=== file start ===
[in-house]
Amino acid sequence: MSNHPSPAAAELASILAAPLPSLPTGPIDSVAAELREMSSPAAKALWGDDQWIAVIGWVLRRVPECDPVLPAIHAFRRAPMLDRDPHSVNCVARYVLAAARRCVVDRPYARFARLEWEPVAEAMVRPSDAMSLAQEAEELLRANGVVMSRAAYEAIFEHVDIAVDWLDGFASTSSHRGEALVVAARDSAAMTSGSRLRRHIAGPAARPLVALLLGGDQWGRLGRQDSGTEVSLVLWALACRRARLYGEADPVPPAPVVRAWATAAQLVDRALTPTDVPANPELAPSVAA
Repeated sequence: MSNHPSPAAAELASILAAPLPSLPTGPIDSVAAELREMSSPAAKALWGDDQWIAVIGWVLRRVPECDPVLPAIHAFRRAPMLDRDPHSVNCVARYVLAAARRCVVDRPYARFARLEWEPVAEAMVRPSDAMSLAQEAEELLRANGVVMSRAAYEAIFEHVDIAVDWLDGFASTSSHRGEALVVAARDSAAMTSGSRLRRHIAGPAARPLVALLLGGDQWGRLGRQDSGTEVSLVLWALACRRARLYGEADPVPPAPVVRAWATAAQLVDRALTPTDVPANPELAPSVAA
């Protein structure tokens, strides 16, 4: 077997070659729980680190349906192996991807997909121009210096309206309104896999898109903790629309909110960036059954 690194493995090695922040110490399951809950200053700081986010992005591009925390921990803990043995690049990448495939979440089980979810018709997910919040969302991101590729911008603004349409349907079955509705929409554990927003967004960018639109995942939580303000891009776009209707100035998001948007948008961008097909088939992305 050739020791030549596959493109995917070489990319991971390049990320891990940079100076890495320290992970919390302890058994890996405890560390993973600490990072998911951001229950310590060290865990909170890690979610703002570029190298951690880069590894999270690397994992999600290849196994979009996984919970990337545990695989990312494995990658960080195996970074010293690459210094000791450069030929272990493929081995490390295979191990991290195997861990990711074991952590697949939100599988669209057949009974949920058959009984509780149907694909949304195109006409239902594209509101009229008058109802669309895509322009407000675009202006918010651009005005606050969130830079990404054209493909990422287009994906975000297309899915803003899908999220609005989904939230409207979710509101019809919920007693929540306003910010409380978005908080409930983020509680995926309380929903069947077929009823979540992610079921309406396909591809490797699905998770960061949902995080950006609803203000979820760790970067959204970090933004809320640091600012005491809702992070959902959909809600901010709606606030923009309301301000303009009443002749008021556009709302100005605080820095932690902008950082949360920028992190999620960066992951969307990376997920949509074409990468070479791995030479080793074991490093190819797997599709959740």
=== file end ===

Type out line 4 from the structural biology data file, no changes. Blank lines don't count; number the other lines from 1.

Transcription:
């Protein structure tokens, strides 16, 4: 077997070659729980680190349906192996991807997909121009210096309206309104896999898109903790629309909110960036059954 690194493995090695922040110490399951809950200053700081986010992005591009925390921990803990043995690049990448495939979440089980979810018709997910919040969302991101590729911008603004349409349907079955509705929409554990927003967004960018639109995942939580303000891009776009209707100035998001948007948008961008097909088939992305 050739020791030549596959493109995917070489990319991971390049990320891990940079100076890495320290992970919390302890058994890996405890560390993973600490990072998911951001229950310590060290865990909170890690979610703002570029190298951690880069590894999270690397994992999600290849196994979009996984919970990337545990695989990312494995990658960080195996970074010293690459210094000791450069030929272990493929081995490390295979191990991290195997861990990711074991952590697949939100599988669209057949009974949920058959009984509780149907694909949304195109006409239902594209509101009229008058109802669309895509322009407000675009202006918010651009005005606050969130830079990404054209493909990422287009994906975000297309899915803003899908999220609005989904939230409207979710509101019809919920007693929540306003910010409380978005908080409930983020509680995926309380929903069947077929009823979540992610079921309406396909591809490797699905998770960061949902995080950006609803203000979820760790970067959204970090933004809320640091600012005491809702992070959902959909809600901010709606606030923009309301301000303009009443002749008021556009709302100005605080820095932690902008950082949360920028992190999620960066992951969307990376997920949509074409990468070479791995030479080793074991490093190819797997599709959740």